Page  00000105 INVENTING NEW INSTRUMENTS BASED ON A COMPUTATIONAL "HACK" TO MAKE AN OUT-OF-TUNE OR UNPITCHED INSTRUMENT PLAY IN PERFECT HARMONY Steve Mann, Ryan Janzen, Raymond Lo, and Chris Aimone University of Toronto Department of Electrical and Computer Engineering ABSTRACT We begin with a case-study of one of our public art installations, a large waterflute, which is a member of a class of water-based instruments that we call "hydraulophones". Hydraulophones are like wind instruments but they use matter in its liquid state (water) in place of matter in the gaseous state (wind). The particular waterflute in question has the unique property that it has never been tuned, and, additionally, due to what would appear to be a theft from an underground vault just before the main public opening, a number of important parts went missing. Additionally, due to some errors in the installation, we had to use some creative and improvisational computation in order to make the instrument "sing" in perfect harmony. What we learned from this case-study, was a specific technique that allows computation to be used to make almost any out-of-tune, broken, or quickly built/improvised instrument play in perfect harmony, as long as a separate acoustic pickup can be used for each note. Our method uses a filterbank in which sound from each pickup is processed with a filter having a transfer function that maps the out-of-tune or otherwise "broken" sound to the desired sound at the desired pitch (optionally with acoustic feedback to excite the original acoustic process toward the proper pitch) without losing too much of the musical expressivity and physicality of the original acoustic instrument. We also propose the use of other techniques such as computer vision to relax the requirement of having separate pickups for each note, while maintaining the physicality of an acoustic instrument. 1. HYDRAULOPHONES The hydraulophone is a musical instrument that works like a wind instrument but uses fluid in its liquid rather than its gaseous state-of-matter. The instrument looks like a giant flute, with water coming out of a row or array of finger holes. It is played by blocking the holes, which forces water back inside the outer housing, into a space between the outer housing and the inner housing, as illustrated in Fig 1. Some hydraulophones are hyperinstruments, equipped with MIDI outputs and networked on the Internet, whereas others are stand-alone units. Some are entirely acoustic, whereas others either require, or at least include a capability for electric amplification. USER'S FINGER OUTSIDE HAND HOLES) 1 PIPE (HOUSING) FLOW CHANNEL ---- TO THIRD T E E "FIRST SOUND SOUNDER MSIANIDEH ES MANIFOLD DISCHARGES Figure 1. Hydraulophones are like wind instruments but they run on water rather than air. They look like giant flutes, but unlike a concert flute, each note has its own sounding mechanism, so the fingering is very easy. The instrument is played by blocking the FINGER HOLES, forcing water out the SIDE DISCHARGES. There is a one-to-one correspondence between finger holes and notes so blocking the first FINGER HOLE forces water out the first SIDE DISCHARGE to the FIRST SOUNDER, sounding the first note. Blocking the second FINGER HOLE sends water out the second SIDE DISCHARGE to the SECOND SOUNDER, sounding the second note, and so-on. By blocking more than one hole at the same time, one can play chords, and can also put expression into each member of the chord independently, in a fluidly, continuously flowing manner. There are four kinds of hydraulophones currently available for installation in public parks, beaches, pools, and the like: * The Sirenessie/harmellotron (TM), a mechanical hydraulophone that behaves similarly to a mellotron, in the sense that it is a sampling hydraulophone. It essentially plays back samples from mechanical disks or cylinders spinning underwater. The only electrical components are one motor to turn the cylinder or disk, and another motor to run the pump. A single motor can perform both functions. The device can also be hand-cranked in which case there is no need for any electrical components in the instrument. Each recording is played back by water spraying at a mechanical track, groove, or the like. To change the sample in this sampling device, the player switches to one or more different disks or cylinders, using water valves; * The Waterflute (TM), a reedless instrument in which sound is produced by vortex shedding, and amplified by special hydrophones that we manufacture ourselves. The hydrophones have a unique feature of a small entrance port, to pick up minute spatiotemporal oscillations inside the instrument, underwater; * The Clarinessie (TM), a single reed instrument in which sound is produced by an underwater reedlike element; 105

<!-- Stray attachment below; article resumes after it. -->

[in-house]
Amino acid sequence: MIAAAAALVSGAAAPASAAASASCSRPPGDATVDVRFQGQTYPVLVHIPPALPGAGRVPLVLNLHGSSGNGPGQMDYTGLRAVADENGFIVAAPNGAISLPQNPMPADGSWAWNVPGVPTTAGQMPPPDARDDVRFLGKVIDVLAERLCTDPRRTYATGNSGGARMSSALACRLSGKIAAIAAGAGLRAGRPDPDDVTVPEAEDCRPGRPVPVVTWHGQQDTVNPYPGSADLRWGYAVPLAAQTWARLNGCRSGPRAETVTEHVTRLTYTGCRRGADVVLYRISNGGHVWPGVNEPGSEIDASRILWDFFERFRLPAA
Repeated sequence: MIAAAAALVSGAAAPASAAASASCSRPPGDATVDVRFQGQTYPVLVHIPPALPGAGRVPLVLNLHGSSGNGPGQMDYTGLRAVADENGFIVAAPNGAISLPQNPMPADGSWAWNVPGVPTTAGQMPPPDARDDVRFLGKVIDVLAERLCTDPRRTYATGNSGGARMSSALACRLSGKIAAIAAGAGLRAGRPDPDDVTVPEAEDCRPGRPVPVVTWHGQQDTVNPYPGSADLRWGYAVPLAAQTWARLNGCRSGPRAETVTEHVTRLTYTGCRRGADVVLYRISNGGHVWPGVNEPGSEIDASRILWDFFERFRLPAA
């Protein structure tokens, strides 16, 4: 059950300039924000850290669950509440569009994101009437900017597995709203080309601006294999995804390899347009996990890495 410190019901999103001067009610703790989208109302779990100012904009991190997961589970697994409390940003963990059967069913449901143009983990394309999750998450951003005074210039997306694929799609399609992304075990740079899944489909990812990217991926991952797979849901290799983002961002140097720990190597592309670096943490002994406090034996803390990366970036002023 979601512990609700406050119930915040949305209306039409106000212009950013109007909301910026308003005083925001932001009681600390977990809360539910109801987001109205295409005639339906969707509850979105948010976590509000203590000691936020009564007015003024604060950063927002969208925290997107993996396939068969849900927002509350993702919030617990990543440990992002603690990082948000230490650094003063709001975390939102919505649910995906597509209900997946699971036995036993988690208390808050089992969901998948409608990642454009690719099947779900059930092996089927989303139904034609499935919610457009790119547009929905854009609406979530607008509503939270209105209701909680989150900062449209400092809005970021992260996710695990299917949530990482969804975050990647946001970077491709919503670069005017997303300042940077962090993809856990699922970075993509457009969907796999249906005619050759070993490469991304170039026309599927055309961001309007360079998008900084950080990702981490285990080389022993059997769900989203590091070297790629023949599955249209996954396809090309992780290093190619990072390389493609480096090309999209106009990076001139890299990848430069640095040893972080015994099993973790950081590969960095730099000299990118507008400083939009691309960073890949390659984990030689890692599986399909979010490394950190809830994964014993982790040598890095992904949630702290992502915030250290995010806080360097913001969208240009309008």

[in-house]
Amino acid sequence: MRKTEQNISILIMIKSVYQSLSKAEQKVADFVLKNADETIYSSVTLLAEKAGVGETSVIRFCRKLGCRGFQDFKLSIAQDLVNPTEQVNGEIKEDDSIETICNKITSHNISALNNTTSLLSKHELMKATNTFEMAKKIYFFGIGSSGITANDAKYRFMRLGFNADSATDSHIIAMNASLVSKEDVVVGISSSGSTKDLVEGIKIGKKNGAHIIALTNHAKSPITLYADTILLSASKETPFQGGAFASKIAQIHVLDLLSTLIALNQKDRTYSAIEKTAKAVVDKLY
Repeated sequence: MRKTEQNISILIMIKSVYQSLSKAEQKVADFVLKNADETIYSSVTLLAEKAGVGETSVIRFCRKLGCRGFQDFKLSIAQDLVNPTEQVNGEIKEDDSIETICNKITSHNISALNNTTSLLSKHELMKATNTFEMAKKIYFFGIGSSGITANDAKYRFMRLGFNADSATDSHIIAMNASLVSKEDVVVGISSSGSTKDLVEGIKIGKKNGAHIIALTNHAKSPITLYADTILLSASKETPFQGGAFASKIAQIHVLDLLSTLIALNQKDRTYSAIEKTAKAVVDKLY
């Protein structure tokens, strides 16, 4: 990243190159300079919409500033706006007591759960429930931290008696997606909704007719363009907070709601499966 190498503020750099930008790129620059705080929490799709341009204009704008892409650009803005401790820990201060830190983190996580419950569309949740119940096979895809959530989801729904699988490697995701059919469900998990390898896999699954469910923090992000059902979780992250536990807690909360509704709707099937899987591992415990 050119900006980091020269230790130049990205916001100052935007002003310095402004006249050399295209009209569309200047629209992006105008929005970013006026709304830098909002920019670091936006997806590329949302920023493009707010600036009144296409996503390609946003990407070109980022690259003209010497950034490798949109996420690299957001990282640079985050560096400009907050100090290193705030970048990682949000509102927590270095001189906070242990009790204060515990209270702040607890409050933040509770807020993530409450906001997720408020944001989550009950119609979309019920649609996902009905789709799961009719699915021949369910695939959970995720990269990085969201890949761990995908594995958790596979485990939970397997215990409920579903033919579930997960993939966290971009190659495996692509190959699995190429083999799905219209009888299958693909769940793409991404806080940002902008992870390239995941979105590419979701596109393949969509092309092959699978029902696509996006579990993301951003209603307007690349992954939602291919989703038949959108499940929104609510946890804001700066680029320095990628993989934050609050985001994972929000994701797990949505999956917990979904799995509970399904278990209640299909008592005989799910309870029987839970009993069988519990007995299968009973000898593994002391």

Page  00000106 Figure 2. The main architectural centerpiece in front of Ontario Science Centre is a fountain that is a hydraulophone, approximately 10 metres in diameter and 20 feet high. This hydraulophone is reedless, but other hydraulophones include the Clarinessie (single reed), the H2 Oboe (double reed), and a wide variety of underwater orchestral instruments. (Leftmost picture 'glog captured by James Fung) * The H2 Oboe (TM), an instrument having more than one reed associated with each note. All four of these embodiments of the hydraulophone have the same user-interface, namely a row or array of waterbearing finger holes in which a player obstructs the water in order to make sound. Any of them can be supplied with hyperinstrumentation, MIDI output, or hyperacoustic output. 1.1. World's largest hydraulophone Presently, the world's largest hydraulophone is the main architectural centerpiece out in front of the Ontario Science Centre (Fig.2), one of Canada's landmark architectural sites. It is designed to run 24 hours a day, for members of the public to freely play. Sound, produced by water, is picked up, underwater, inside the instrument, by specially manufactured hydrophones. Organ pipes, also filled partially with water, reproduce the sounds through a combination of pneumatic, hydraulic, and forced mechanical action. The instrument receives water from three water pumps, each connected to a 3-inch diameter supply line. Water is re-circulated, through the instrument, and is then collected and returned to the water intake of the pumps, for treatment (filtration, etc.), and ultimate re-use by the hydraulophone. Each pump is capable of producing 140 gallons per minute (GPM) of water. Additionally, compressed air is supplied by three Ingersoll Rand air compressors. Each compressor has four-cylinders and a 25 horsepower motor, and produces an air pressure of 93 pounds per square inch (PSI). Stable high and low pressure air is then achieved using two separate pressure regulators. Our role in this installation was that of artist, responding to a call for art in the theme of Earth, Water, Wind, and Fire (the ancient Four Elements that correspond to what we now know as the states-of-matter: solid, liquid, gas, and plasma). Our work was selected by a peer-review process, in response to a worldwide call for artist submissions in September 2004. There were submissions from 230 artists and designers from around the world. These submissions were narrowed down to 40 semi-finalists, in a first round of re view. Another review narrowed these down to 10 finalists, from which the hydraulophone was eventually selected. 2. CASE STUDY AND NARRATIVE ON COMPUTATIONALLY CORRECTING FOR AN IMPROPERLY INSTALLED INSTRUMENT The hydraulophone installation was part of a larger project that included the design and construction of a 4700m2 public exploration plaza. Consequently, numerous contractors and various architecture and design firms were involved, leaving many aspects of the project beyond our control. Our role as artists/sculptors was limited to supplying a piece (our instrument), to be installed by onsite contractors (not hired or managed by us). Due to problems associated with the larger project, the hydraulophone installation was never able to be fully completed or properly tuned. For example, it was supposed to run year-round, right through the harsh Canadian winter. A large water heater was acquired to achieve this, but never installed and now sits idle in the sub basement of the main mechanical building. Our limited access to and control of the larger project made our task very difficult. For instance, the type of water supply was completely uncertain to us, right up to and including the day of the grand opening (at which Canada's Minister of Culture and numerous other officials were present). On the morning of the opening, the instrument was actually run from a garden hose hookup, rather than a properly plumbed system. Additionally, errors in the installation equipped the instrument with drain pipes that were as small as the supply pipes (against our specifications which called for a drain pipe approximately four times the diameter of the supply pipe), such that major flooding occurs when the instrument is run at optimal flow rates and pressures. The the instrument currently runs at much less water flow that what we originally designed it to run at. Another interesting twist occurred due to a contracting error: the underground vault housing our process control equipment, etc., turned out to be 5.5 feet high instead of the 6 foot height that we and the others agreed on. As a result, none of our hydropneumatic control systems would fit in the vault. This problem was compounded by a strange disappearance of our tuning mechanisms and various test equipment from the undergound vault on the morning of the grand opening. As a result the instrument has never been tuned. 2.1. A computational approach to solving the problem We looked to a computational approach to ensure that the instrument would continue to work in the face of disasters beyond our control. However, we wanted to make sure that the introduction of computing did not change the fact that the hydraulophone is an acoustic instrument (i.e. we did not want it to become an electronic instrument). In order to address the need to get good tonal stabil ity from an instrument running on unknown and unpredictable water temperature, pressure, or flow rate, our approach was to fit each water whistle with a hydrophone to 106